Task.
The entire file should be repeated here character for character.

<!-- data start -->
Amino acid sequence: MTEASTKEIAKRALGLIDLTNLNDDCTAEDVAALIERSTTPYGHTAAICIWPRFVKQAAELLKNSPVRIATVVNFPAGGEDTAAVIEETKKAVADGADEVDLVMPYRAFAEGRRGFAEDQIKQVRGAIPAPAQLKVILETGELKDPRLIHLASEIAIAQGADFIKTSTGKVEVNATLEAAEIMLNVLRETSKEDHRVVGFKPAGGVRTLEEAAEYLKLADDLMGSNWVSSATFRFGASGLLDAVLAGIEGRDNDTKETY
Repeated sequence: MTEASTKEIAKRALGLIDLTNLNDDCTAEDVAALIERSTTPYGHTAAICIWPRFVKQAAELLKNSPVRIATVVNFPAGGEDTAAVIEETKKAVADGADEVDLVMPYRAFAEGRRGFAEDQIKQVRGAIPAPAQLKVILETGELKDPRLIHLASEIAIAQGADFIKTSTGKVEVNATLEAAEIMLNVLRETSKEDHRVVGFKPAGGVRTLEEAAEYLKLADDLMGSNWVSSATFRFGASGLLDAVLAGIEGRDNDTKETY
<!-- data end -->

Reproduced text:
Amino acid sequence: MTEASTKEIAKRALGLIDLTNLNDDCTAEDVAALIERSTTPYGHTAAICIWPRFVKQAAELLKNSPVRIATVVNFPAGGEDTAAVIEETKKAVADGADEVDLVMPYRAFAEGRRGFAEDQIKQVRGAIPAPAQLKVILETGELKDPRLIHLASEIAIAQGADFIKTSTGKVEVNATLEAAEIMLNVLRETSKEDHRVVGFKPAGGVRTLEEAAEYLKLADDLMGSNWVSSATFRFGASGLLDAVLAGIEGRDNDTKETY
Repeated sequence: MTEASTKEIAKRALGLIDLTNLNDDCTAEDVAALIERSTTPYGHTAAICIWPRFVKQAAELLKNSPVRIATVVNFPAGGEDTAAVIEETKKAVADGADEVDLVMPYRAFAEGRRGFAEDQIKQVRGAIPAPAQLKVILETGELKDPRLIHLASEIAIAQGADFIKTSTGKVEVNATLEAAEIMLNVLRETSKEDHRVVGFKPAGGVRTLEEAAEYLKLADDLMGSNWVSSATFRFGASGLLDAVLAGIEGRDNDTKETY